Famous for his Torah commentary named Kli Yakar.
Shlomo Ephraim ben Aaron Luntschitz (1550 – 21 April,1619) was a Rabbi and Torah commentator, best known for his Torah commentary Keli Yekar.. He served as the Rabbi of Prague from 1604 - 1619.
Popularly known as Kli Yakar. Commentator.
Shlomo Efraim was a disciple of Rabbi Shlomo Luria (Maharshal), the famous talmudist and author of Yam Shel Shlomoh. After leading the yeshivah in Lvov, Rabbi Shlomo Efraim was appointed rabbi of Prague. He sat on the rabbinical court of that city with Rabbi Yeshayah Horowitz (the "Shelah Ha'kadosh"). Among R' Ephraim's prominent students were Rabbi Yom Tov Lipman Heller, author of the Mishnah commentary Tosfot Yom Tov, and Rabbi Shabtai Horowitz, son of the Shelah.
A spellbinding orator, he inspired his listeners with fiery sermons, which were published. His most important work is the popular commentary on the Torah, Kli Yakar ("The Precious Vessel"), in which he expounds the text in a homiletic style. It is very readable and has a captivating quality. It is published in many editions of the Chumash, including Mikraot Gedolot.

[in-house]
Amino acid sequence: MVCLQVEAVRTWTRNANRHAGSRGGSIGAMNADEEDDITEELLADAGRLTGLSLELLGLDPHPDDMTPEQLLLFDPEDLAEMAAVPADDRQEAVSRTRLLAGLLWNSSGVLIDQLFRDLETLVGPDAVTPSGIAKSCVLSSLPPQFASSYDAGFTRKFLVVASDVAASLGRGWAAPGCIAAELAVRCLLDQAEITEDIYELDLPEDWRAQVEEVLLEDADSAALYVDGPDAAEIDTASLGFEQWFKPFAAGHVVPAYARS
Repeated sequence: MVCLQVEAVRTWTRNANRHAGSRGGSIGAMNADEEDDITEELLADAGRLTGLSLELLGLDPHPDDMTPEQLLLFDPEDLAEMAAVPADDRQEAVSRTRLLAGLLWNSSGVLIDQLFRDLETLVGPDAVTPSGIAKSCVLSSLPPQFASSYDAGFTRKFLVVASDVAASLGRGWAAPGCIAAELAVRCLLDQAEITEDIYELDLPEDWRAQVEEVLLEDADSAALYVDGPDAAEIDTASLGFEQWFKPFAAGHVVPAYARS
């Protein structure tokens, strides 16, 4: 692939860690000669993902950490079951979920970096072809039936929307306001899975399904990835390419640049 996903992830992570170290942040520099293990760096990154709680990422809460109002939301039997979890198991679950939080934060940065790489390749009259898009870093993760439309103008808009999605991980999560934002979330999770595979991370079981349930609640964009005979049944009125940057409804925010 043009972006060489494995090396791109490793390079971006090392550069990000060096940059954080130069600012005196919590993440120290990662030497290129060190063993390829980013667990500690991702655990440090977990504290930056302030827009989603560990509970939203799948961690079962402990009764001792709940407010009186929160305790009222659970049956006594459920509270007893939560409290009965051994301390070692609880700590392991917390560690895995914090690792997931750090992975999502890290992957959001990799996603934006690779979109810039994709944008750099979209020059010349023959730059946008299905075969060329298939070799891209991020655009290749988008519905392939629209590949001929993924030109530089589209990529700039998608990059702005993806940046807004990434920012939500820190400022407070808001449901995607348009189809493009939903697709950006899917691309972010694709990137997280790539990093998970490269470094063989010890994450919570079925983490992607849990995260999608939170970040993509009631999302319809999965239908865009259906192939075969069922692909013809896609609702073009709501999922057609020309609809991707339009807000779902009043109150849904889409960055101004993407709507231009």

Among R' Efraim's other works, which are still popular today, are the homiletic compositions Ir Gibborim, Olelot Ephraim, Amudai Shaish, Siftei Da'at, and Orach Le'chaim.
Rabbi Shlomo Ephraim records that his book Olelot Efraim was written when he lived in Jaroslaw and had no library. All of the numerous citations and quotations to the Talmud, midrashim, and commentaries that are in that work were written down from memory.
He also composed selichot / penitential prayers to be recited on the second day of Adar, the anniversary of a pogrom which occurred in Prague on that day in 1611.
Legend recalls that when the Maharal of Prague lay on his deathbed (in 1609), he told his followers, "Go to Lvov and find a man by the name of Ephraim Olelot. He will be your rabbi in my place." A delegation from Prague traveled to Lvov and were surprised, as was their host in Lvov, to find that the Maharal had appointed a simple laborer to be his successor. (It is not clear how this legend can be reconciled with the report that R' Ephraim headed a yeshiva in Lvov.)
He was named Efraim at birth. The name Shlomo was added during an illness in 1601.
May the merit of the tzaddik Rabbi Shlomo Efraim of Luntchitz protect us all, Amen.